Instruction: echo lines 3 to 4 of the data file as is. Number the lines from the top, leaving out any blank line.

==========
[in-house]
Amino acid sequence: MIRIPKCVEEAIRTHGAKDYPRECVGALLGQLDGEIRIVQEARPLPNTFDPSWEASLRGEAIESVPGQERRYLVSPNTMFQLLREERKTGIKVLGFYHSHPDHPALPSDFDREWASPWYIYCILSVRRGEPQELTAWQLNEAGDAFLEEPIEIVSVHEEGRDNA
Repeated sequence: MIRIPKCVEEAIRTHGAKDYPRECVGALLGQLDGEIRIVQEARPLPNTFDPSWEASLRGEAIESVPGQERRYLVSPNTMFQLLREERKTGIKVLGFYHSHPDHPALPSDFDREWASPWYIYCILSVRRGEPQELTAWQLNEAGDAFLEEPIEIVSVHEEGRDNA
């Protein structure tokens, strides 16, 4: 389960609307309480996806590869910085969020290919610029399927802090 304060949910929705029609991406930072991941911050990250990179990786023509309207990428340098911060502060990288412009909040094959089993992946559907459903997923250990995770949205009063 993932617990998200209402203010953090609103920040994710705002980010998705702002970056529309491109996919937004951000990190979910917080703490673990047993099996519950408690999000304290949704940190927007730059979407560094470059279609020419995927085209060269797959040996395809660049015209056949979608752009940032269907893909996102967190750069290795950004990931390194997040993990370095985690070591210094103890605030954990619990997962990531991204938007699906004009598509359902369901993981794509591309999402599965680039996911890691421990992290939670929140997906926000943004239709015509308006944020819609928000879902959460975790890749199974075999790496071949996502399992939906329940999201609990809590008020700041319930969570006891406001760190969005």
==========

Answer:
Repeated sequence: MIRIPKCVEEAIRTHGAKDYPRECVGALLGQLDGEIRIVQEARPLPNTFDPSWEASLRGEAIESVPGQERRYLVSPNTMFQLLREERKTGIKVLGFYHSHPDHPALPSDFDREWASPWYIYCILSVRRGEPQELTAWQLNEAGDAFLEEPIEIVSVHEEGRDNA
């Protein structure tokens, strides 16, 4: 389960609307309480996806590869910085969020290919610029399927802090 304060949910929705029609991406930072991941911050990250990179990786023509309207990428340098911060502060990288412009909040094959089993992946559907459903997923250990995770949205009063 993932617990998200209402203010953090609103920040994710705002980010998705702002970056529309491109996919937004951000990190979910917080703490673990047993099996519950408690999000304290949704940190927007730059979407560094470059279609020419995927085209060269797959040996395809660049015209056949979608752009940032269907893909996102967190750069290795950004990931390194997040993990370095985690070591210094103890605030954990619990997962990531991204938007699906004009598509359902369901993981794509591309999402599965680039996911890691421990992290939670929140997906926000943004239709015509308006944020819609928000879902959460975790890749199974075999790496071949996502399992939906329940999201609990809590008020700041319930969570006891406001760190969005």